10 Essential Portuguese Phrases To Know Before You Go To Brazil

You won’t be able to do much more than greet friends and order beers, but you’ll sound very local.
Important Brazilian Portuguese Phrases represented by a man walking in front of cartoonish posters that show lightning, a mouth, and the planet earth.

We always look for some words or phrases that might be useful when we travel abroad, especially if the country is far away and is not known for its widespread knowledge of the English language (yes, unlike Swedes and the Dutch, Brazilians are not famous for their English skills).

I can think of many phrases that would be useful for getting around in Rio de Janeiro, São Paulo, Belém, Salvador or Porto Alegre, but you can find those in any travel guide. Here, you will discover how to really socialize with a Brazilian, and, who knows, maybe even be mistaken for one!

10 Phrases You’ll Need In Brazil

1. E aí?

The equivalent to “What’s up?” in Brazilian Portuguese, E aí? can also serve as the replacement for the famous Tudo bem? — our version of “How are you?” The answer will usually also be E aí. It’s more like a greeting than an actual question.

2. É mesmo?

With this one you will be able to maintain any basic conversation. It’s a question that confirms your interest in the topic being discussed — which can be translated as, “Oh, really?” The word mesmo translated literally means “the same,” so don’t get confused when you hear this word in other contexts.

3. Tudo bom / Tá bom

The classic answer for pretty much everything, tudo bom means “all good.” You can answer with this when people say E aí or ask Tudo bem? The shorter form, tá bom means “it’s OK,” and is used as an affirmative response to a question like, “Vamos sair agora, tudo bem?” (We are leaving now, OK?) and you can answer, “Tá bom.” It can also be used in a sarcastic manner, when someone says something that doesn’t ring true, as in, “Ah, tá bom” (meaning: “Oh yeah, as if”).


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4. Valeu

This has the same meaning as obrigado/obrigada (thank you), but is much more informal and spoken on the streets. I bet if you say this to a bus driver he will be impressed.

5. Foi mal aí / foi mal​

This means “sorry” but in a very informal way — if you accidentally drop your friend’s phone, or arrive a little late, for example. It is used to apologize for little things, so don’t say mal aí if you are caught cheating. It will come across as very sarcastic, as if you couldn’t really give a damn.

6. Mais uma cerveja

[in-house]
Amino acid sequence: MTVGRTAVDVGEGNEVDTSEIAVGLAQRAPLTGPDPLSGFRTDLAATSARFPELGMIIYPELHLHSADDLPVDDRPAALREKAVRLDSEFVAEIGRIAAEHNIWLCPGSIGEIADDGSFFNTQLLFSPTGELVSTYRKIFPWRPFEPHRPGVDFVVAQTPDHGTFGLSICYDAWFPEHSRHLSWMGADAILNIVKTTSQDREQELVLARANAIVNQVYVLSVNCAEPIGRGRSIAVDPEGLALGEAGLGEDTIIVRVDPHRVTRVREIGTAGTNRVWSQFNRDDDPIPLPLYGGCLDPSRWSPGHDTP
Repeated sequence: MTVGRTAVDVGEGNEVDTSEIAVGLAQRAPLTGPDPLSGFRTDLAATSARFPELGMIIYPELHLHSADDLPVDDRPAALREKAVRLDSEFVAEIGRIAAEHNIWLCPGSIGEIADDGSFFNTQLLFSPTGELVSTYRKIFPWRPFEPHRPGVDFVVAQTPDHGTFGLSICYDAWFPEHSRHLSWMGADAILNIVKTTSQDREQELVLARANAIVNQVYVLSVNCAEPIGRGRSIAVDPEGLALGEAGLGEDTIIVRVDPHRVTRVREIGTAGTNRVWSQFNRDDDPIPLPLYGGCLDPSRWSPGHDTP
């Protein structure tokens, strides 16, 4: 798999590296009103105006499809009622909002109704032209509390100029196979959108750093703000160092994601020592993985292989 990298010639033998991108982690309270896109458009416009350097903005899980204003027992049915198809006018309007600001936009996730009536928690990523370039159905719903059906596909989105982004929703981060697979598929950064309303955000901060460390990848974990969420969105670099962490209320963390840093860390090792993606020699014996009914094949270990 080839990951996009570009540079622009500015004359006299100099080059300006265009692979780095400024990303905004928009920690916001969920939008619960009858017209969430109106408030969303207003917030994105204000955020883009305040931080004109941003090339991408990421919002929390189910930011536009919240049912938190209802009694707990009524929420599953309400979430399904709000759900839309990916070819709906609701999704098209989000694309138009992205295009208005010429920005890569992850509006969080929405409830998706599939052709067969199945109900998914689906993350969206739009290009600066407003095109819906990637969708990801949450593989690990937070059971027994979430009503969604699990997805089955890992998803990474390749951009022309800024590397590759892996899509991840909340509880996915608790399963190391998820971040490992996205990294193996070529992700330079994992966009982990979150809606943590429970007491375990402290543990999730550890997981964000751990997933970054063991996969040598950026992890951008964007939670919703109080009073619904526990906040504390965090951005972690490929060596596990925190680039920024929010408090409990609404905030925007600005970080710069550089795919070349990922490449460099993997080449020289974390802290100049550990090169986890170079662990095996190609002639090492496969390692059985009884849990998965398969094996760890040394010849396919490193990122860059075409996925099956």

We have summer 365 days a year, so at some point in the week you will want to enjoy a refreshing cerveja (“beer”). Unlike in colder places, our beer is lighter and more watery, so don’t be afraid to frequently ask for mais uma cerveja (“one more beer”).

essential portuguese phrases
Illustration by Elena Lombardi

7. A continha, por favor

So you drank all your beers and are ready to leave the boteco? “A continha, por favor” is what you say to your server when you’re ready to pay. It literally means, “the little check, please.” We Brazilians love to use diminutives: continha sounds much more friendly, as does cafezinho (“little coffee”), and pãozinho (“little bread roll”), etc.

8. Nossa​!

Like é mesmo? the phrase Nossa! can be used to show surprise about what someone has just said. But you can use it to show astonishment in different situations:

  • Nossa! Que cidade bonita! (“Wow! What a beautiful city!”)
  • Nossa! Que estranho! (“Wow! How strange!”)
  • Nossa! Que caro! (“Wow! How expensive!”)

Nossa comes from Nossa Senhora, “Our Holy Mary,” and is a part of our Catholic heritage that is still very much present today. Be careful, nossa also means “ours” (in the feminine declination), so pay attention to the context and intonation.

9. ó…

Usually put at the end of phrases like senta aqui, ó (sit here), or aquela barraca ali, ó (that tent over there), ó doesn’t mean anything literally but is more of an onomatopoeic way to say “look.”

10. Falou

This is a way to say ciao, our version of “bye.” Falou is slang and literally means “to speak,” conjugated in the past tense. So it really means, “Ok, we have now spoken to each other and I am going,” but compressed into one handy word. It’s very informal, so don’t use it with your boss or your in-laws!

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